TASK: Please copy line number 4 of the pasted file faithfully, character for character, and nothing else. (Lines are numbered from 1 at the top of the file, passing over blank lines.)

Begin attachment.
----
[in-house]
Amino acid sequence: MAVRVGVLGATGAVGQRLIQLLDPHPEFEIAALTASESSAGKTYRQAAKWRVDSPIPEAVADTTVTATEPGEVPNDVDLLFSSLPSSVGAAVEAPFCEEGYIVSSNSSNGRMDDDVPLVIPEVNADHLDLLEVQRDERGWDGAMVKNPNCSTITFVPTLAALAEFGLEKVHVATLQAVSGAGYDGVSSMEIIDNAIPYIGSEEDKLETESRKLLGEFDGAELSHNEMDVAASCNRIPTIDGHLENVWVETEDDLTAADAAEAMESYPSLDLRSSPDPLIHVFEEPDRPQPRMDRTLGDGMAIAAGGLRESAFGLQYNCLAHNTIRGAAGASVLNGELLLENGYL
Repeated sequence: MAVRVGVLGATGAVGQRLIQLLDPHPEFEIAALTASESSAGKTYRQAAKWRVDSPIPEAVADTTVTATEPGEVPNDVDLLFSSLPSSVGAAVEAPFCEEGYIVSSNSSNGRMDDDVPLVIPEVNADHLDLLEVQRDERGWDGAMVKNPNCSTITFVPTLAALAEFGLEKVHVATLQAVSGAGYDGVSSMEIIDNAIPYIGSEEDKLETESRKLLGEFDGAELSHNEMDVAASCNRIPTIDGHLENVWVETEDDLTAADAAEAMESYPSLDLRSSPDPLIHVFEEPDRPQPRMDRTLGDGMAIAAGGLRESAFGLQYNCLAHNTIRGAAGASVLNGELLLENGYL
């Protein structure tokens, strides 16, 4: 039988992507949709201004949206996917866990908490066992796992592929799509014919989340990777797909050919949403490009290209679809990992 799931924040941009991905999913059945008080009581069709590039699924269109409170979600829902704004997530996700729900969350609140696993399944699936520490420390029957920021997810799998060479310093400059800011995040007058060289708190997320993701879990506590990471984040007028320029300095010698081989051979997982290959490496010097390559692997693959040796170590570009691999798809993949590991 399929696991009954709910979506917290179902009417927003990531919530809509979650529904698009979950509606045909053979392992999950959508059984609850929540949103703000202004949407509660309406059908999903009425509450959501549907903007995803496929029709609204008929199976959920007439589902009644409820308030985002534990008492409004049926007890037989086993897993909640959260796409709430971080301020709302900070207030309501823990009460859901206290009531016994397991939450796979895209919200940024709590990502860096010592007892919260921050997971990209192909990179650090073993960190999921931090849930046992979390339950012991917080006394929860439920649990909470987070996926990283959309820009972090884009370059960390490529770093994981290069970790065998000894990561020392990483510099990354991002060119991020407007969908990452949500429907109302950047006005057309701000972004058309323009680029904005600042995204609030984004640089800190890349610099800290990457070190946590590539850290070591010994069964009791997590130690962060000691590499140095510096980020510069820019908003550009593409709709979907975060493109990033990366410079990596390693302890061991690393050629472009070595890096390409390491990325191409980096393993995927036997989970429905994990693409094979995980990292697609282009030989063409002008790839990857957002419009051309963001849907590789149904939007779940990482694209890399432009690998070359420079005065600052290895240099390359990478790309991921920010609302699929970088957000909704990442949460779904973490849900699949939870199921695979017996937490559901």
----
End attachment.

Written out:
């Protein structure tokens, strides 16, 4: 039988992507949709201004949206996917866990908490066992796992592929799509014919989340990777797909050919949403490009290209679809990992 799931924040941009991905999913059945008080009581069709590039699924269109409170979600829902704004997530996700729900969350609140696993399944699936520490420390029957920021997810799998060479310093400059800011995040007058060289708190997320993701879990506590990471984040007028320029300095010698081989051979997982290959490496010097390559692997693959040796170590570009691999798809993949590991 399929696991009954709910979506917290179902009417927003990531919530809509979650529904698009979950509606045909053979392992999950959508059984609850929540949103703000202004949407509660309406059908999903009425509450959501549907903007995803496929029709609204008929199976959920007439589902009644409820308030985002534990008492409004049926007890037989086993897993909640959260796409709430971080301020709302900070207030309501823990009460859901206290009531016994397991939450796979895209919200940024709590990502860096010592007892919260921050997971990209192909990179650090073993960190999921931090849930046992979390339950012991917080006394929860439920649990909470987070996926990283959309820009972090884009370059960390490529770093994981290069970790065998000894990561020392990483510099990354991002060119991020407007969908990452949500429907109302950047006005057309701000972004058309323009680029904005600042995204609030984004640089800190890349610099800290990457070190946590590539850290070591010994069964009791997590130690962060000691590499140095510096980020510069820019908003550009593409709709979907975060493109990033990366410079990596390693302890061991690393050629472009070595890096390409390491990325191409980096393993995927036997989970429905994990693409094979995980990292697609282009030989063409002008790839990857957002419009051309963001849907590789149904939007779940990482694209890399432009690998070359420079005065600052290895240099390359990478790309991921920010609302699929970088957000909704990442949460779904973490849900699949939870199921695979017996937490559901």